Basophils and IgE: Linking the Allergic Environment to Autoimmunity
Nicolas Charles†, Juan Rivera*
Identifiers and Pagination:Year: 2010
First Page: 81
Last Page: 90
Publisher Id: TOALLJ-3-81
Article History:Received Date: 15/3/2010
Revision Received Date: 10/5/2010
Acceptance Date: 15/5/2010
Electronic publication date: 26/11/2010
Collection year: 2010
open-access license: This is an open access article distributed under the terms of the Creative Commons Attribution 4.0 International Public License (CC-BY 4.0), a copy of which is available at: https://creativecommons.org/licenses/by/4.0/legalcode. This license permits unrestricted use, distribution, and reproduction in any medium, provided the original author and source are credited.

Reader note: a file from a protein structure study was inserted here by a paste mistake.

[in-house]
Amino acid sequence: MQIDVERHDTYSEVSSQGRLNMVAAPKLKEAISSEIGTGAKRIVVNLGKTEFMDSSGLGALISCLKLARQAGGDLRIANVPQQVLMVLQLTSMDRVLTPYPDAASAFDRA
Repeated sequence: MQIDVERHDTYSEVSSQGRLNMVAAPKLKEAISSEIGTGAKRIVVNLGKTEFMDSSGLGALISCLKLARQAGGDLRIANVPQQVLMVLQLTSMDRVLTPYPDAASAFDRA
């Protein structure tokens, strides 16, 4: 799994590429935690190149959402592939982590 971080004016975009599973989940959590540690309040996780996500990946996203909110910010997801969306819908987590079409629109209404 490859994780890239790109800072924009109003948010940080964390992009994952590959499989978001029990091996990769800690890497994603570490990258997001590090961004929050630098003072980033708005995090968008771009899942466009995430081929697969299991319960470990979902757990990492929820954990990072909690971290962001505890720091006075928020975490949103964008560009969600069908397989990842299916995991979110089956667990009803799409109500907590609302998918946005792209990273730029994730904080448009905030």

As outlined in some of the accompanying articles in this issue, the role of the basophil as an effector cell in allergy and in host defense (particularly to parasites) has long been recognized. However, recent advances advocate for the basophil as an immunomodulatory cell that can promote naive CD4+ T cell commitment to Th2 cell differentiation. While this is in keeping with the concept that the basophil is important in an allergic environment, new discoveries suggest that basophils may be immunomodulatory beyond the context of allergic disease. Here we mainly discuss our own work, which provides a new paradigm for the role of basophils beyond allergy. Our findings demonstrate the importance of autoreactive IgE's, IL-4 and basophils in promoting autoantibody production and the development of lupus nephritis. The conclusions drawn are based on studies in a mouse model (Lyn-/- mice) of spontaneous systemic lupus erythematosus (SLE)-like disease as well as from analysis of the relationship between disease activity in SLE patients and their levels of autoreactive IgE's and activated basophils with antigen presenting capability. The findings demonstrate a link between the Th2 environment and autoimmunity and provide new areas of investigation with therapeutic potential.